"Water Study" will lead participants through a "scientific experiment" in campus creeks.
By Carol Clark
Chances are you haven’t thought much about water lately. Unless you are a rancher in drought-stricken Texas, and you just relocated your cattle out of state because nothing is left for them to eat. Or if you are a young girl in rural Kenya, facing a miles-long walk to fetch water for the family, and a return trip bearing the heavy load.
We tend to take water for granted in lush Atlanta. But it’s moving front and center at Emory this year, through a series of events that will draw from science, art, the environment and the imaginations of all those who want to dive into the experience.
You can fall in behind dancers in haz-mat suits, as they lead people through a “scientific experiment” along the creek in Baker Woodlands. The interactive performance, called “Water Study,” takes place every evening from Oct. 15 to 19. And you can join a line of people accumulating across campus at noon on Oct. 18, to pour water from vessel to vessel until the last drop vanishes.
More water-related surprises are on the way in November, and in the spring. To prime the pump, so to speak, here are a few random facts about water.
Two-thirds of the Earth’s surface is covered in water, and all of that water came from space after the planet cooled down. One theory is that the water came from meteorites. The Herschel telescope, however, recently zeroed in on the properties of a comet, and learned it has water with the same deuterium-to-hydrogen ratio as Earth’s oceans.
Texas is experiencing its most severe one-year drought ever. Drier than normal conditions are expected to continue at least for months, and possibly until 2020, according to a state climatologist. The National Weather Service reports that livestock and agriculture losses have topped $5.2 billion. During the past 11 months, more than 6,000 square miles have burned across the state, an area larger than the state of Connecticut.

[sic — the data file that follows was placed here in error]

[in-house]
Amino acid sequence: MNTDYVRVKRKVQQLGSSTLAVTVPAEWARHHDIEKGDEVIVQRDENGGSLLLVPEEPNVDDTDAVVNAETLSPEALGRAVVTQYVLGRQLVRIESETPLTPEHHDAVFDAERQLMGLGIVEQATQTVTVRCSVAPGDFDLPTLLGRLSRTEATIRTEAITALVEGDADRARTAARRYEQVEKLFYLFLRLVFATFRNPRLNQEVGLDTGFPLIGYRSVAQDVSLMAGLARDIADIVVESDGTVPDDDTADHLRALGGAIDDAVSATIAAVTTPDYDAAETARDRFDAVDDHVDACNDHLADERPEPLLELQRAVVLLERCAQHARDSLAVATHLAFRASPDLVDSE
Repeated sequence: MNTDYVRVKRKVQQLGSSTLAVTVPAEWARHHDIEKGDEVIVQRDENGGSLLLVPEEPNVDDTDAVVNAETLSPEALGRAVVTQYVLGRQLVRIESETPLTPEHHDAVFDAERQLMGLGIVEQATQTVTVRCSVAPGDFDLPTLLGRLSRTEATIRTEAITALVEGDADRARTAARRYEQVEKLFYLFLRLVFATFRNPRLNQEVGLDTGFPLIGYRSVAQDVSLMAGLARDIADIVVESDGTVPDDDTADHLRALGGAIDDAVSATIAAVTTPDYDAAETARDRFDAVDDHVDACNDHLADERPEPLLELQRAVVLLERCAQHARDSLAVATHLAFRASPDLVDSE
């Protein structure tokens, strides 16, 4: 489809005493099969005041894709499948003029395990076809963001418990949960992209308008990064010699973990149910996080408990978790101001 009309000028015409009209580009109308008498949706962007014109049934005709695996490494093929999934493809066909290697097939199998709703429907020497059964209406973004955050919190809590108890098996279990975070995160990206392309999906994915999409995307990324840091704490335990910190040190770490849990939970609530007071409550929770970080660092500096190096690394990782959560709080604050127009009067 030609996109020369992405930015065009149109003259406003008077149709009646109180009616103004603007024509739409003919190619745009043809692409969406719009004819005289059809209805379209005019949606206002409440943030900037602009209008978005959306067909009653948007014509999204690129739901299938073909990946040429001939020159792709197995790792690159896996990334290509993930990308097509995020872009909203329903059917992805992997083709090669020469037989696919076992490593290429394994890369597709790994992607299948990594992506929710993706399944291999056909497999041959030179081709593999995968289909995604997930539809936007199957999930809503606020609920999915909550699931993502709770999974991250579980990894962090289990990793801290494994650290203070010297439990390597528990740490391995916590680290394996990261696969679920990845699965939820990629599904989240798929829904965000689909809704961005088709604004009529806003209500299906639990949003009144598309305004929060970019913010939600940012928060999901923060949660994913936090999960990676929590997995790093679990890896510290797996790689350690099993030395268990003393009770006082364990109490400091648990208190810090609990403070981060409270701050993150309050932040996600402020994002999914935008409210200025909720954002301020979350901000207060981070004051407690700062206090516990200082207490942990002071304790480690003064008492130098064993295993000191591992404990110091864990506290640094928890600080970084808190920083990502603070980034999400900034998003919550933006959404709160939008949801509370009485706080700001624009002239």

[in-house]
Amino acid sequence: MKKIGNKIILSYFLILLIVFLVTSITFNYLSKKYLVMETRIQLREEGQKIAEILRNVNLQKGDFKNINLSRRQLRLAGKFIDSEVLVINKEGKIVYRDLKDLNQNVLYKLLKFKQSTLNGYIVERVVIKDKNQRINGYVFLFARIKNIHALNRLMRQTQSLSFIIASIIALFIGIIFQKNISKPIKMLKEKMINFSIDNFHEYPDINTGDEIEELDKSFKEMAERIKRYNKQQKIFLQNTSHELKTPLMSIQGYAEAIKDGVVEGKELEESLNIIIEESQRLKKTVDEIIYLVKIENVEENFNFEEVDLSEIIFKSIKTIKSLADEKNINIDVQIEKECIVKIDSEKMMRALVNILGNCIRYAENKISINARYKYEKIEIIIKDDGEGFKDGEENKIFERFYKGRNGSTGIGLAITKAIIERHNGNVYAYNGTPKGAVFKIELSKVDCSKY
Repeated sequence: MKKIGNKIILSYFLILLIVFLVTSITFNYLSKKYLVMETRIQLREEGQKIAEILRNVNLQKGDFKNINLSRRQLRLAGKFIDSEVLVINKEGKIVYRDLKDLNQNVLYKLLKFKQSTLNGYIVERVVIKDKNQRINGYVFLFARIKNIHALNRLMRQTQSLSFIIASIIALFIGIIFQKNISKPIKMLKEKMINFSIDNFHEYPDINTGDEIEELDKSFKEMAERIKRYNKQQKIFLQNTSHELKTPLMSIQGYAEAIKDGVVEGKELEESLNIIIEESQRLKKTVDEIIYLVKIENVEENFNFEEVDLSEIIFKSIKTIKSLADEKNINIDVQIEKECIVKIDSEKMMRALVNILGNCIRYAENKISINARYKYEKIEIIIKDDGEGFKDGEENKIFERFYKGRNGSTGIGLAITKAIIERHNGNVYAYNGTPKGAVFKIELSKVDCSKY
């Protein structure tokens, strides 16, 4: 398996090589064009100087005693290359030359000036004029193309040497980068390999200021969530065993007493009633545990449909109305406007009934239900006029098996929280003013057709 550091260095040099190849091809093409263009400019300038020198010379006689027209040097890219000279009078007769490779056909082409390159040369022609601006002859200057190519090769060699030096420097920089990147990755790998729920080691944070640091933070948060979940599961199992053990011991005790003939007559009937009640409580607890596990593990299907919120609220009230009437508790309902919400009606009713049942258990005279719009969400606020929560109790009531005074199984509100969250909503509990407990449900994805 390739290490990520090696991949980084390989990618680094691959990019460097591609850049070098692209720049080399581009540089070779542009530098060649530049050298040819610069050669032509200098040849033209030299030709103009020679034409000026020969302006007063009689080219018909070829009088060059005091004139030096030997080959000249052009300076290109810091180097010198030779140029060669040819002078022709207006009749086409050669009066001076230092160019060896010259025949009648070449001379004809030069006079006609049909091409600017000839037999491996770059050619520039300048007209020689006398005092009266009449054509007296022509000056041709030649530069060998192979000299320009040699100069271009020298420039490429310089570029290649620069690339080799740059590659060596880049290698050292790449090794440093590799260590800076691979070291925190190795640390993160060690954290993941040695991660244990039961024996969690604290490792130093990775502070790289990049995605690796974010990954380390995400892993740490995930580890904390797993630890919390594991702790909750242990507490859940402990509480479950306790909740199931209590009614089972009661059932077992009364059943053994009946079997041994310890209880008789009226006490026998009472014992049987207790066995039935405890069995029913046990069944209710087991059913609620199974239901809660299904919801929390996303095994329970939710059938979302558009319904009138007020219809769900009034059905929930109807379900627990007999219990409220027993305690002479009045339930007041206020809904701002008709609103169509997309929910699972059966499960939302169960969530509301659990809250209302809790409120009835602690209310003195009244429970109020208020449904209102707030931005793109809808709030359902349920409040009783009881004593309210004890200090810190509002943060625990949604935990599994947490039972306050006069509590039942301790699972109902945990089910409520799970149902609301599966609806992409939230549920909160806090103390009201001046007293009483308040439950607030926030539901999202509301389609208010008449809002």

Comet McNaught shoots over the Pacific Ocean off Chili. Comets are like icy time capsules that may hold clues to our solar system’s evolution, including the source of Earth’s water. Credit: European Southern Observatory.
Water use has been growing at more than twice the rate of population increase during the last century, according to the Food and Agriculture Organization. By 2025, the FAO projects that two-thirds of the world population could be under stress conditions of water scarcity.
Globally, diarrhea is the leading cause of illness and death, and 88 percent of these deaths are due to a lack of sanitation facilities and safe water for drinking and hygiene, according to the United Nations. More than one in six people worldwide don’t have access to safe water.
Environmentalist and author Janisse Ray, on the banks of the Altamaha River. Photo by Carol Clark.
Georgia’s Altamaha River flows 135 miles across the bottom third of the state. Its banks are mostly wetland wilderness, and it is one of the few almost entirely undammed rivers in the United States. Environmentalist Janisse Ray describes the river in her new book Drifting into Darien: “The Altamaha’s size and nature have led it to be called Georgia’s Little Amazon, the most powerful river east of the Mississippi. Despite this distinction, most people remain unaware of it, which prompted Reg Murphy in his National Geographic article to call it 'the river almost nobody knows.'"
Now is a great time of year to paddle the Altamaha.
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